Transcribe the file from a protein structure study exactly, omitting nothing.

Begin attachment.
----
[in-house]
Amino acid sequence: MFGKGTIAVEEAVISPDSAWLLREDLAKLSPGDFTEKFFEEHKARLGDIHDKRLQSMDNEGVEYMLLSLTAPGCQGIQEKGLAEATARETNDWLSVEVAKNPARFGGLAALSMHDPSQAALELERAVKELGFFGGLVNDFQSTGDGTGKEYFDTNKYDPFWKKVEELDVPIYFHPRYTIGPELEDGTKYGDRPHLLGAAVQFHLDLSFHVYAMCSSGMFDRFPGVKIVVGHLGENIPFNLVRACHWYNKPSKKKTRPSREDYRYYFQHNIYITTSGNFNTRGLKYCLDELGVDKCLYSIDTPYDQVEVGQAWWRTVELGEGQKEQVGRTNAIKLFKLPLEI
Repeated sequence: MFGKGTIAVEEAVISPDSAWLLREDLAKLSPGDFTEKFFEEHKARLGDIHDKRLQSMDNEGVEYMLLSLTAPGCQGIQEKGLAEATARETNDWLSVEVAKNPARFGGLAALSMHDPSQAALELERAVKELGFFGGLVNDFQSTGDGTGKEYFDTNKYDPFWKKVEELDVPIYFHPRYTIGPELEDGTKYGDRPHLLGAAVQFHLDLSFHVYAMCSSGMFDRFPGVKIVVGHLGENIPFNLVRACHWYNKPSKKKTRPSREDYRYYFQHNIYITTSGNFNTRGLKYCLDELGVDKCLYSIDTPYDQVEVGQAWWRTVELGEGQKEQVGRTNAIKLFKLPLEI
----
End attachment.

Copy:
[in-house]
Amino acid sequence: MFGKGTIAVEEAVISPDSAWLLREDLAKLSPGDFTEKFFEEHKARLGDIHDKRLQSMDNEGVEYMLLSLTAPGCQGIQEKGLAEATARETNDWLSVEVAKNPARFGGLAALSMHDPSQAALELERAVKELGFFGGLVNDFQSTGDGTGKEYFDTNKYDPFWKKVEELDVPIYFHPRYTIGPELEDGTKYGDRPHLLGAAVQFHLDLSFHVYAMCSSGMFDRFPGVKIVVGHLGENIPFNLVRACHWYNKPSKKKTRPSREDYRYYFQHNIYITTSGNFNTRGLKYCLDELGVDKCLYSIDTPYDQVEVGQAWWRTVELGEGQKEQVGRTNAIKLFKLPLEI
Repeated sequence: MFGKGTIAVEEAVISPDSAWLLREDLAKLSPGDFTEKFFEEHKARLGDIHDKRLQSMDNEGVEYMLLSLTAPGCQGIQEKGLAEATARETNDWLSVEVAKNPARFGGLAALSMHDPSQAALELERAVKELGFFGGLVNDFQSTGDGTGKEYFDTNKYDPFWKKVEELDVPIYFHPRYTIGPELEDGTKYGDRPHLLGAAVQFHLDLSFHVYAMCSSGMFDRFPGVKIVVGHLGENIPFNLVRACHWYNKPSKKKTRPSREDYRYYFQHNIYITTSGNFNTRGLKYCLDELGVDKCLYSIDTPYDQVEVGQAWWRTVELGEGQKEQVGRTNAIKLFKLPLEI